Heat stress could be associated to the lower T4 concentration observed in Angus, reflecting the smaller tolerance of Bos taurus taurus to heat when compared with Zebu cattle. Thyroid hormones play an important role in the regulation of thermogenesis (Kahl et al., 2015), and some evidence suggest that thermal exposition acts on the hypothalamic-pituitary axis, reducing the thyroid-stimulating hormone secretion (Rasouli et al., 2004; Kahl et al., 2015), which is responsible to stimulate both synthesis and secretion of thyroid hormones (Kaneko et al., 2008).

Total protein, albumin, and globulin concentrations were similar to those described by other authors (Gandra et al., 2011; Egea et al., 2015). This similar serum protein levels between ad libitum-fed and limited-fed animals could indicate that even under feed restriction, the bulls had their protein requirements met. In fact, the bulls subjected to feed restriction showed positive nitrogen balance and, as observed in a parallel study by Gomes et al. (2017), they showed positive protein retention. If not required for protein synthesis, amino acids are deaminated by mitochondrial enzymes, and the amino group are transferred into urea for excretion (Kaneko et al., 2008). Then, the greater SUN levels of Nellore bulls suggest differences in protein utilization between the genotypes, indicating that Zebu cattle are less efficient in using absorbed protein (Myer and Elzo, 2010). Despite the difference in the RDP and RUP intake between the diets, the SUN levels were not affected.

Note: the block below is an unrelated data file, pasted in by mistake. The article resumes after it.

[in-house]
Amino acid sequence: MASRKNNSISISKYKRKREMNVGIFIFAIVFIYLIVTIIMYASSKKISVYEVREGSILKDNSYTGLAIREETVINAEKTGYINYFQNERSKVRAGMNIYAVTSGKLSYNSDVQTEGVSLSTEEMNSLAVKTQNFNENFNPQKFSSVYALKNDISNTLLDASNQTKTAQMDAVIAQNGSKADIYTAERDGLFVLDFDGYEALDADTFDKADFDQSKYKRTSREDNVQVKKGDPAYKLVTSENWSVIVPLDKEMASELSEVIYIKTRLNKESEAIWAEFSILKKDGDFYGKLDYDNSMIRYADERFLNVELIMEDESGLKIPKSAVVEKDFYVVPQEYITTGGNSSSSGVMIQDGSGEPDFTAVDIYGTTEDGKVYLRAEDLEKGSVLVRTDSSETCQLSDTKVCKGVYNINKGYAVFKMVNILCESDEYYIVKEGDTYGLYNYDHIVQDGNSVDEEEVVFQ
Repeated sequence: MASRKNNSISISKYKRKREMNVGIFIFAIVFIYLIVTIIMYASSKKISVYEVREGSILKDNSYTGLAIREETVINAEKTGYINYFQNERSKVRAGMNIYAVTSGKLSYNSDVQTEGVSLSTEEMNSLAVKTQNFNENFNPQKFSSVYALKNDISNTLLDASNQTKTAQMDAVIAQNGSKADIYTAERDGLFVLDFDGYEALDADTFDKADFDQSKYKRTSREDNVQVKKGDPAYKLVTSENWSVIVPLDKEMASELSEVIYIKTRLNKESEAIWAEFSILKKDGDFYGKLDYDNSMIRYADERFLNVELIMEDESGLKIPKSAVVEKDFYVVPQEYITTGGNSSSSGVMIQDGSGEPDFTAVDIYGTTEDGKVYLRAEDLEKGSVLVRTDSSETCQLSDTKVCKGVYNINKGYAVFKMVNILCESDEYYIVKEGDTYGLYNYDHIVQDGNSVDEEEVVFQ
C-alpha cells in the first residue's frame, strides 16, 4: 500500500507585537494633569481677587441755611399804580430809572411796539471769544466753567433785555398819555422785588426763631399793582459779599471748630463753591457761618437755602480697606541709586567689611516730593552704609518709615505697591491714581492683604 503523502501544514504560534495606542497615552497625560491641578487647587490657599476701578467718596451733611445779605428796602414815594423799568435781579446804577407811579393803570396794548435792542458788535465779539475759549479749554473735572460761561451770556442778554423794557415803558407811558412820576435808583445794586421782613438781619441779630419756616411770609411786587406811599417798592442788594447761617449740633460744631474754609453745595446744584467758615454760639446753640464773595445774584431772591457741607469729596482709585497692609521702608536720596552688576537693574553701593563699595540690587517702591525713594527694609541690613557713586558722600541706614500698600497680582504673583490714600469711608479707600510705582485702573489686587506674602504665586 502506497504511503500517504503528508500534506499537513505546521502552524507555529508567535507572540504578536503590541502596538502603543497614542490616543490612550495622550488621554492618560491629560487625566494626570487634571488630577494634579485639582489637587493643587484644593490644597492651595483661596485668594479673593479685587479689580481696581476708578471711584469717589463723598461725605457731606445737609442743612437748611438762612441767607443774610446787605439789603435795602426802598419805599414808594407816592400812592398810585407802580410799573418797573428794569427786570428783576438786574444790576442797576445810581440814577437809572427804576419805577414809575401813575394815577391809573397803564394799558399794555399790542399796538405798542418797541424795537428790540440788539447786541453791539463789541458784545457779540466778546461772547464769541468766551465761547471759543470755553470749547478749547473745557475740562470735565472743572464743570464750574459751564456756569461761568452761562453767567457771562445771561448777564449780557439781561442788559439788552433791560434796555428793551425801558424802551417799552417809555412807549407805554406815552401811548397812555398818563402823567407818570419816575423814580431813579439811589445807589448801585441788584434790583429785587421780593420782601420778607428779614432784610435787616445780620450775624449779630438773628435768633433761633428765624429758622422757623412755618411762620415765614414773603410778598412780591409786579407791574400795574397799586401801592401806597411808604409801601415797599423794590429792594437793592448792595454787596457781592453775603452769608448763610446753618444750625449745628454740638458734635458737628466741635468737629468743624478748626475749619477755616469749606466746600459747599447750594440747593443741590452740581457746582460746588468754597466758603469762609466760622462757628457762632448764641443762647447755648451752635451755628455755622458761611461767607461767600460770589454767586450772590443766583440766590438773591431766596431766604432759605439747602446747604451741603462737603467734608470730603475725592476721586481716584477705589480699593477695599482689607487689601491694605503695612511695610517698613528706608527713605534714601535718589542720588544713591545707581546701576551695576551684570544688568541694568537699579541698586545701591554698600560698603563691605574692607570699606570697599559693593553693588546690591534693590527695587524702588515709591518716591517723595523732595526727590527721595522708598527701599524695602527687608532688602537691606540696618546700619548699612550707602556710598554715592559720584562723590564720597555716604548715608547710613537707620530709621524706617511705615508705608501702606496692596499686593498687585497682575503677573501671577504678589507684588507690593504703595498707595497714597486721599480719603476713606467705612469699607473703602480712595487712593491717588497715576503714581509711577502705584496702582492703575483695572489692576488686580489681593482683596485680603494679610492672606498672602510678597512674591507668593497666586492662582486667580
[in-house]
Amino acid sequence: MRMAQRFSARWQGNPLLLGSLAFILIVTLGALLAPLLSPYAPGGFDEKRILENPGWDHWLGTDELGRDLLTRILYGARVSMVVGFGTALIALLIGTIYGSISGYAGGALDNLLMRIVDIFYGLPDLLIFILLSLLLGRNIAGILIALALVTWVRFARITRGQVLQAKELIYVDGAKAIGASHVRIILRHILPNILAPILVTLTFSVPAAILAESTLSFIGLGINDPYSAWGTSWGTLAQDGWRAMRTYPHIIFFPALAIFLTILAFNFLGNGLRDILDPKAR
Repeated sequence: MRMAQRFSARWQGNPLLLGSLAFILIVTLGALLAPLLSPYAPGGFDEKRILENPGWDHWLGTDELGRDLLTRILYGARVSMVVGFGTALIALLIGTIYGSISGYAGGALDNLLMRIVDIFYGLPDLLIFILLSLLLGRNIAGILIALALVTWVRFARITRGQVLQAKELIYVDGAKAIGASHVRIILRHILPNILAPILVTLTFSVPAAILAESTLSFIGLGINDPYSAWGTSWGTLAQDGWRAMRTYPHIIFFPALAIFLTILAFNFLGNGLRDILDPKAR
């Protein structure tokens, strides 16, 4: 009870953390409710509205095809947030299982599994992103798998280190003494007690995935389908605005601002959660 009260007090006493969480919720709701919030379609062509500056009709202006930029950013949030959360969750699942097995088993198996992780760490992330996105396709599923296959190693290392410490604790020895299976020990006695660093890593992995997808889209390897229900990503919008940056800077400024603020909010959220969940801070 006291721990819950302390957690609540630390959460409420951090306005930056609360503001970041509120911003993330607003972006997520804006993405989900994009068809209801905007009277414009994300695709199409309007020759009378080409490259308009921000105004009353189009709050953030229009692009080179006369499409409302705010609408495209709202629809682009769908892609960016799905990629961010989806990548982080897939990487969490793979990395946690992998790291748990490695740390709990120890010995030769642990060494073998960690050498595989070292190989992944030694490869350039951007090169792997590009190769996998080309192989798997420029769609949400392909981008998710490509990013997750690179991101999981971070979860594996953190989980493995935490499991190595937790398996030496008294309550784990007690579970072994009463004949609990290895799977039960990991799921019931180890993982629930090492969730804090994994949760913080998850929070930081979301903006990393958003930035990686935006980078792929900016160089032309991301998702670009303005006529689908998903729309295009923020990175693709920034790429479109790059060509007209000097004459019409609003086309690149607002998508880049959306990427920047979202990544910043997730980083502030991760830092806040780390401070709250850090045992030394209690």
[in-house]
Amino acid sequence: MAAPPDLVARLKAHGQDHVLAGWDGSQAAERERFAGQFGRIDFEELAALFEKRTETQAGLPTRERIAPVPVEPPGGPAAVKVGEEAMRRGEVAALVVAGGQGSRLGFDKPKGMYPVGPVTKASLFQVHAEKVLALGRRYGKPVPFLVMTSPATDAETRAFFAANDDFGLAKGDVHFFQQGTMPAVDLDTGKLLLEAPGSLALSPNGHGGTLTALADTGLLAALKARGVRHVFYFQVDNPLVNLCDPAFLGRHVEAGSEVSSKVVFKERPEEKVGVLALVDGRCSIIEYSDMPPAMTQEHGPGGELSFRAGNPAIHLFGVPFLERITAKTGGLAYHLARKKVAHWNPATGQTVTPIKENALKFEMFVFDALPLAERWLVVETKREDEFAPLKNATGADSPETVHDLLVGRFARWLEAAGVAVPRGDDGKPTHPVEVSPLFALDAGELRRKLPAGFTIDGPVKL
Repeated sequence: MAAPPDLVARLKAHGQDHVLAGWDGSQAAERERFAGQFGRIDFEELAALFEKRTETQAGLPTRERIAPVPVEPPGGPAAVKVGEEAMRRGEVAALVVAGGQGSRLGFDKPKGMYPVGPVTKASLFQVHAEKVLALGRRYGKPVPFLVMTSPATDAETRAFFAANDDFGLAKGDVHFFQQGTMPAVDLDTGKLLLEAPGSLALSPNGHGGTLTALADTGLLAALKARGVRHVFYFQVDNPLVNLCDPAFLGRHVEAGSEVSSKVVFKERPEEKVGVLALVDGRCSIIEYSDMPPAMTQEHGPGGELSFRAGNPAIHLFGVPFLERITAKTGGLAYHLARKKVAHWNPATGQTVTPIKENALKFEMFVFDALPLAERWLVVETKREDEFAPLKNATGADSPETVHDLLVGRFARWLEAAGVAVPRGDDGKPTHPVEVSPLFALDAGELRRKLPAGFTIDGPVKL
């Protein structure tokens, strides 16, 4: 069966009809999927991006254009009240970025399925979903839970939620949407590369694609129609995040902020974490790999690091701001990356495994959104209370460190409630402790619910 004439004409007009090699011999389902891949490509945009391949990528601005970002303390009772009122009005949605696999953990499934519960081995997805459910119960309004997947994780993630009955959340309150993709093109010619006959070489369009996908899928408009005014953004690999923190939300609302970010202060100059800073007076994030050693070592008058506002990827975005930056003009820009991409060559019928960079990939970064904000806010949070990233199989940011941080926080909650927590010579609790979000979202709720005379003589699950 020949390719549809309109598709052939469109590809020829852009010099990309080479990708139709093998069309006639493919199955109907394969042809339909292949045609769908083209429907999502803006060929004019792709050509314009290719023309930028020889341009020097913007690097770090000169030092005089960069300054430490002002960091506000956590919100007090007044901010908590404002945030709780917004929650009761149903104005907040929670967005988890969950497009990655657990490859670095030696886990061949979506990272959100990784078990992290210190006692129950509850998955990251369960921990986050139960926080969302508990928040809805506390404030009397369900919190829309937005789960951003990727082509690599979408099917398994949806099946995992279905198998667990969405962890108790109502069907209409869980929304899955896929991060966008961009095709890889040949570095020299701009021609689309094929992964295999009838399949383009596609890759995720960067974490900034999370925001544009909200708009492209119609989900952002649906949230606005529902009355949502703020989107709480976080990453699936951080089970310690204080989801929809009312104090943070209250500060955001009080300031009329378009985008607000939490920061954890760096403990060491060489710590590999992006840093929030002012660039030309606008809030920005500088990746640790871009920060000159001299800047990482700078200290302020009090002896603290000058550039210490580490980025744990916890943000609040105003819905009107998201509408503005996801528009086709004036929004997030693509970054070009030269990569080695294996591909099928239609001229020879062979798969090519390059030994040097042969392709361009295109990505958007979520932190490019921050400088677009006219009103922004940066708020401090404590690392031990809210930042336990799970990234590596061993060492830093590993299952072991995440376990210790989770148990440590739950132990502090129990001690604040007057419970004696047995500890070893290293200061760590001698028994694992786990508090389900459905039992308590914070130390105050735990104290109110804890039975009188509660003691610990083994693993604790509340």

The triacylglycerol concentration found in this study was slightly greater than that proposed by Kaneko et al. (2008), while the cholesterol concentration was within the range. The smaller triacylglycerol, HDL, and VLDL concentration in limited-fed animals was probably caused by feed restriction. Other authors also observed smaller concentrations of metabolites related to fat metabolism in animals under feed restriction (Bonnet et al., 2000; Caldeira et al., 2007). In ruminants, after absorption in small intestine, triacylglycerols, along with apolipoproteins, cholesterol, and phospholipids, are packaged into VLDL lipoproteins to deliver long-chain fatty acids to peripheral tissues, and HDL serves to deliver cholesterol to steroidogenic tissues or to membrane synthesis (Drackley, 2000). We did not observe difference in cholesterol levels between animals subjected or not to feed restriction, which is in agreement with other studies (Dashtizadeh et al., 2008; Silva et al., 2015).